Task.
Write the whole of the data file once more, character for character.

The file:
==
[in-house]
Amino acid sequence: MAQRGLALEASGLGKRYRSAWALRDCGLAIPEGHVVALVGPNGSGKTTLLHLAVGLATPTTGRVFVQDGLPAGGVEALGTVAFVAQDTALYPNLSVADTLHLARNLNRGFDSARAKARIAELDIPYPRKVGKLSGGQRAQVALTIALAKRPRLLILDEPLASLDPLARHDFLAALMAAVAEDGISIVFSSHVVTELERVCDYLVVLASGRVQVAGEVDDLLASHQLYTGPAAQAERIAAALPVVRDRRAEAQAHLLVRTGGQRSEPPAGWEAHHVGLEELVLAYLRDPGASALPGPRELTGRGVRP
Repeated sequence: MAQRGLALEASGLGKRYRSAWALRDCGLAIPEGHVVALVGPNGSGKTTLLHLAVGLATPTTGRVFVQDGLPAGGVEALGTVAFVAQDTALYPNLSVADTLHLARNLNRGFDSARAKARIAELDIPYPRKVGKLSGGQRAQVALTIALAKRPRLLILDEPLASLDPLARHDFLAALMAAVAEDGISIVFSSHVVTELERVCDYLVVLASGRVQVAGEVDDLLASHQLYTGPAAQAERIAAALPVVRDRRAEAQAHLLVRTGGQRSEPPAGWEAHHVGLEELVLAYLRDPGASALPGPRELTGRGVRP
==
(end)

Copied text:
[in-house]
Amino acid sequence: MAQRGLALEASGLGKRYRSAWALRDCGLAIPEGHVVALVGPNGSGKTTLLHLAVGLATPTTGRVFVQDGLPAGGVEALGTVAFVAQDTALYPNLSVADTLHLARNLNRGFDSARAKARIAELDIPYPRKVGKLSGGQRAQVALTIALAKRPRLLILDEPLASLDPLARHDFLAALMAAVAEDGISIVFSSHVVTELERVCDYLVVLASGRVQVAGEVDDLLASHQLYTGPAAQAERIAAALPVVRDRRAEAQAHLLVRTGGQRSEPPAGWEAHHVGLEELVLAYLRDPGASALPGPRELTGRGVRP
Repeated sequence: MAQRGLALEASGLGKRYRSAWALRDCGLAIPEGHVVALVGPNGSGKTTLLHLAVGLATPTTGRVFVQDGLPAGGVEALGTVAFVAQDTALYPNLSVADTLHLARNLNRGFDSARAKARIAELDIPYPRKVGKLSGGQRAQVALTIALAKRPRLLILDEPLASLDPLARHDFLAALMAAVAEDGISIVFSSHVVTELERVCDYLVVLASGRVQVAGEVDDLLASHQLYTGPAAQAERIAAALPVVRDRRAEAQAHLLVRTGGQRSEPPAGWEAHHVGLEELVLAYLRDPGASALPGPRELTGRGVRP